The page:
Case Report



A 35-year-old male agriculturist presented with multiple asymptomatic swellings on the dorsum of right hand, both feet, and ankle region of 6 months' duration. History of occasional yellowish discharge was present. There was no history of trauma, fever or intake of medication, and any other underlying systemic disease.

Cutaneous examination revealed multiple skin-colored, nontender, firm-to-soft, cystic swellings approximately 3 cm in diameter present on the ankle region and feet. Multiple swellings were coalesced to form a large fluctuant mass measuring 8–10 cm, present on the dorsum of right hand [Figure 1]. There was no lymphadenopathy. A differential diagnosis of multiple abscesses, calcinosis cutis, and deep fungal infection were considered.{Figure 1}

Routine investigations were normal. While performing an excisional biopsy, there was purulent discharge from the biopsy site, and hence all the lesions were incised [Figure 2]. Pus was sent for Gram stain and culture. Cyst material was sent for HPE Gram stain was negative for bacteria and on culture with Sabouraud's dextrose agar, pigmented fungi were identified and lactophenol cotton blue showed Exophiala jeanselmi species [Figure 3]. Cyst material for HPE showed multiple granulomas and Grocott's methanamine silver (GMS) stain showed broad brownish filaments [Figure 4] and [Figure 5].{Figure 2}{Figure 3}{Figure 4}{Figure 5}

The patient was treated by surgical excision of the lesions without any antifungal therapy.

 Discussion



The infections caused by dematiaceous (melanized) fungi are grouped into three classes that include phaeohyphomycosis, chromoblastomycois, and eumycotic mycetoma.[3] Phaeohyphomycosis represents a broad range of primary and opportunistic mycoses classified into four clinical forms, which includes superficial, cutaneous, subcutaneous, systemic, and disseminated forms (brain, eye, central nervous system, peritoneum, bones). Subcutaneous infections mostly occur on the limbs, fingers, wrist, knees, or ankles. The immune status of the host plays a major role in the clinical presentation which could range from papulonodules, verrucous, hyperkeratotic, or ulcerated plaques, cysts, abscesses, pyogranuloma, nonhealing ulcers, or sinuses.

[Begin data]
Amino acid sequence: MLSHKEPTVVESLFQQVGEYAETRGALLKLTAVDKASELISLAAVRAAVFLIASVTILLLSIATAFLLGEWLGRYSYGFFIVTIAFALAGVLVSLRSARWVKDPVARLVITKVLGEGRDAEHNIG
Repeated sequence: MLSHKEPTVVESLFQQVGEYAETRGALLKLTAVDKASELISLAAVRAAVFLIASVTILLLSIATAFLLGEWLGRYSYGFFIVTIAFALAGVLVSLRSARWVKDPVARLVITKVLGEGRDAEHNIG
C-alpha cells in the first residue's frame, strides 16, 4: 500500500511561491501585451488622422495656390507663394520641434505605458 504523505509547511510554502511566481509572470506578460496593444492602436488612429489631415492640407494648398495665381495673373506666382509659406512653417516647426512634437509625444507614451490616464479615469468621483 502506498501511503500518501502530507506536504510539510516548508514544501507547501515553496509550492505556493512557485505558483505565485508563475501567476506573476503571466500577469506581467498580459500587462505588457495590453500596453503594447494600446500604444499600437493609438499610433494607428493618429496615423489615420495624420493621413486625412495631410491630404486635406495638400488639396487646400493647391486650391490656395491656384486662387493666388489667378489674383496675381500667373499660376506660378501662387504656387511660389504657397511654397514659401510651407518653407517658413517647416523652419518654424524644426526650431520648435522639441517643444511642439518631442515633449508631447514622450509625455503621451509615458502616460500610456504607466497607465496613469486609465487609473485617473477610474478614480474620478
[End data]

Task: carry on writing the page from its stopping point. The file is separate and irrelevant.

Subcutaneous phaeohyphomycosis is a rare infection, however, the number of cases appears to be increasing in recent years as the number of immunocompromised patients also have increased.[6] However, our case showed that immunocompromised state is not a necessary prerequisite for phaeohyphomycosis. Infection usually occurs through traumatic inoculation of the skin and subcutaneous tissue [7] with contaminated matter, with majority of lesions occurring on the feet and legs of outdoor workers, as observed in this patient. The age of patients ranges from 3 to 60 years. Males are more commonly affected because of their outdoor occupation. It is more common in tropical and subtropical climates.